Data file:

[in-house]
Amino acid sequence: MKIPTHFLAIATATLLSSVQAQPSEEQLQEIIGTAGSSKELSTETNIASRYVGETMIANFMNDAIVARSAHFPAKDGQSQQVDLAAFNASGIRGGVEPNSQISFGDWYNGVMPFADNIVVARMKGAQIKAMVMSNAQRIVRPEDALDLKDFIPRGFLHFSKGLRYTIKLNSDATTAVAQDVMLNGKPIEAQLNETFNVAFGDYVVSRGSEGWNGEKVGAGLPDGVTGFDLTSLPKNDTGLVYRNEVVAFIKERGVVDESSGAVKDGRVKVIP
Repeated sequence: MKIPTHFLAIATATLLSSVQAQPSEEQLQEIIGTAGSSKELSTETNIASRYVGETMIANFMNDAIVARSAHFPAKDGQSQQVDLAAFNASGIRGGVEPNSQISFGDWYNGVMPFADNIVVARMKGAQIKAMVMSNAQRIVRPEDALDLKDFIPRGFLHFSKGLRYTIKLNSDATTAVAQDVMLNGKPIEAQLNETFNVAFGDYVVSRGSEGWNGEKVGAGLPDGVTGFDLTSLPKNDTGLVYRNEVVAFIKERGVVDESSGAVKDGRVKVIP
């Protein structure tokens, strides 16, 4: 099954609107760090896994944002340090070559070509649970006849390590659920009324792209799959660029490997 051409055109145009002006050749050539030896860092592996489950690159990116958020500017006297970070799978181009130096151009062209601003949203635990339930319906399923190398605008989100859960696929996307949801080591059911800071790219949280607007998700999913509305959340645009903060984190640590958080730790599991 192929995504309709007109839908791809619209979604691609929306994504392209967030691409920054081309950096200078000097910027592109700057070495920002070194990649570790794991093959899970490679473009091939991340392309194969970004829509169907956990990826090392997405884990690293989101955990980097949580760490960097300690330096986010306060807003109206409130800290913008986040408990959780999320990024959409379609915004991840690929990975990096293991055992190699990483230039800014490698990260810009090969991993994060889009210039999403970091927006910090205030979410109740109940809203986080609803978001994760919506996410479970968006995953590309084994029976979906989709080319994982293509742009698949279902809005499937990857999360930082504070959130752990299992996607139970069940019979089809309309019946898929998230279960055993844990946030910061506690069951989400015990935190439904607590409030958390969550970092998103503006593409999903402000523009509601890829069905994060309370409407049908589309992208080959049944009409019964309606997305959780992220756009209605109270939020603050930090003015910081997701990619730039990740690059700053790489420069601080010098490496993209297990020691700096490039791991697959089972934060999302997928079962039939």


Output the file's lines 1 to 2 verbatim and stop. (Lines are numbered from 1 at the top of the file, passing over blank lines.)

[in-house]
Amino acid sequence: MKIPTHFLAIATATLLSSVQAQPSEEQLQEIIGTAGSSKELSTETNIASRYVGETMIANFMNDAIVARSAHFPAKDGQSQQVDLAAFNASGIRGGVEPNSQISFGDWYNGVMPFADNIVVARMKGAQIKAMVMSNAQRIVRPEDALDLKDFIPRGFLHFSKGLRYTIKLNSDATTAVAQDVMLNGKPIEAQLNETFNVAFGDYVVSRGSEGWNGEKVGAGLPDGVTGFDLTSLPKNDTGLVYRNEVVAFIKERGVVDESSGAVKDGRVKVIP